The fourth chapter of the book deals with the prophetic anticipation of the return from exile when Israel repents. The prophets balance nearly every threat of exile with a promise of restoration. Harmon points out four aspects of these promises. First, God promises a restoration of Temple worship. Second, God’s people will (finally) keep his law (Torah). Third, God will restore his people to a particular land (turf, to keep the alliteration going). Fourth, a Davidic king will rule over this restored people (a throne). Harmon argues these four restoration promises embody the foundational components of people, place, and presence lost in the original fall, but promised in the Abrahamic covenant (67).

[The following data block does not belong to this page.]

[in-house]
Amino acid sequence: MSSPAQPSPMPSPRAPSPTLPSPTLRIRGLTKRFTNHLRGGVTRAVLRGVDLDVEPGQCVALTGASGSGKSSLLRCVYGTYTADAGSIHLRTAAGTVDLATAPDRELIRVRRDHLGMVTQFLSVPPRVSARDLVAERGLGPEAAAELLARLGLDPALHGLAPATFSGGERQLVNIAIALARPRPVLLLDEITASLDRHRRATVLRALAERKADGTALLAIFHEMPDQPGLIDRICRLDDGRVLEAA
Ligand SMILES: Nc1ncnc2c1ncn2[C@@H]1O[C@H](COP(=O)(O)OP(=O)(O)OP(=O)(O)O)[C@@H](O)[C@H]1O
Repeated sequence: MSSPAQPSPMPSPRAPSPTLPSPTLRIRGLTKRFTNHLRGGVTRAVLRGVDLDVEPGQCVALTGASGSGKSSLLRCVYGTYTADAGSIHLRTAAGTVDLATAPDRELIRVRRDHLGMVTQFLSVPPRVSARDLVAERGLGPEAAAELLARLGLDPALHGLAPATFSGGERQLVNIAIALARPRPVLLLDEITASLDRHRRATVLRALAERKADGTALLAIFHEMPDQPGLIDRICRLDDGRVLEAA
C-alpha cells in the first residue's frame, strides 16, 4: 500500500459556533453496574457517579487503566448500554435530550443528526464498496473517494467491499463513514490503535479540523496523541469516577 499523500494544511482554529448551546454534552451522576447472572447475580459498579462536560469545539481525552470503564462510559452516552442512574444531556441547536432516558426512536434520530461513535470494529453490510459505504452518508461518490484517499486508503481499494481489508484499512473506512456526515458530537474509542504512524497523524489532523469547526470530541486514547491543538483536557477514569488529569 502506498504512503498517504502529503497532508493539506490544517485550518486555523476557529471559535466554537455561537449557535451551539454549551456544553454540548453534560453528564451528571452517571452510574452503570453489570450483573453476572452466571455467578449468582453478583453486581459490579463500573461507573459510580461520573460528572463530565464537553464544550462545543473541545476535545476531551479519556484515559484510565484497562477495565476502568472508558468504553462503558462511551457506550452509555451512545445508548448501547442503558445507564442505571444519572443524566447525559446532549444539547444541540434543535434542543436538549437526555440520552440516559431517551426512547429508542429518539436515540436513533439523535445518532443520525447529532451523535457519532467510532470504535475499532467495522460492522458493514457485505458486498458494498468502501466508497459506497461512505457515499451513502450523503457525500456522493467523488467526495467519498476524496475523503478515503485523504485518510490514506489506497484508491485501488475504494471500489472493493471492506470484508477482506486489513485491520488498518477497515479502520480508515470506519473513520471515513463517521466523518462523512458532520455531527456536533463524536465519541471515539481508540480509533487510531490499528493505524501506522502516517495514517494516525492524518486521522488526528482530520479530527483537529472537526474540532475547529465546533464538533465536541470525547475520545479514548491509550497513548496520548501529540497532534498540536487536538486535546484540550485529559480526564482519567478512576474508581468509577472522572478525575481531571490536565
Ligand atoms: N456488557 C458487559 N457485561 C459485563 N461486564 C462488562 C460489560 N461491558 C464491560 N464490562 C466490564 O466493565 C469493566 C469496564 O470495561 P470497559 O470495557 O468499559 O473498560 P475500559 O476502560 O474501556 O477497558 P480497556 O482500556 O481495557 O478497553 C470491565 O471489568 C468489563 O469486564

Since this restoration will require a New Covenant, Harmon examines new covenant language in Isaiah 40-55, Jeremiah 31, and Ezekiel 34-37. The exiles who returned to Judea in 539 B.C. expected these promises to be fulfilled, but reality did not live up to expectation. They rebuilt the Temple, but God did not fill the second temple with his glory. The returned exiles kept the Torah, but there was still rebellion as demonstrated by the problems addressed by Nehemiah and Malachi. The restored exiles only possessed a fraction of the land and a Davidic king never appeared to rule a restored kingdom. As Harmon describes it, the four aspects of restoration (Temple, Torah, Turf, and Throne) were inaugurated, but not consummated.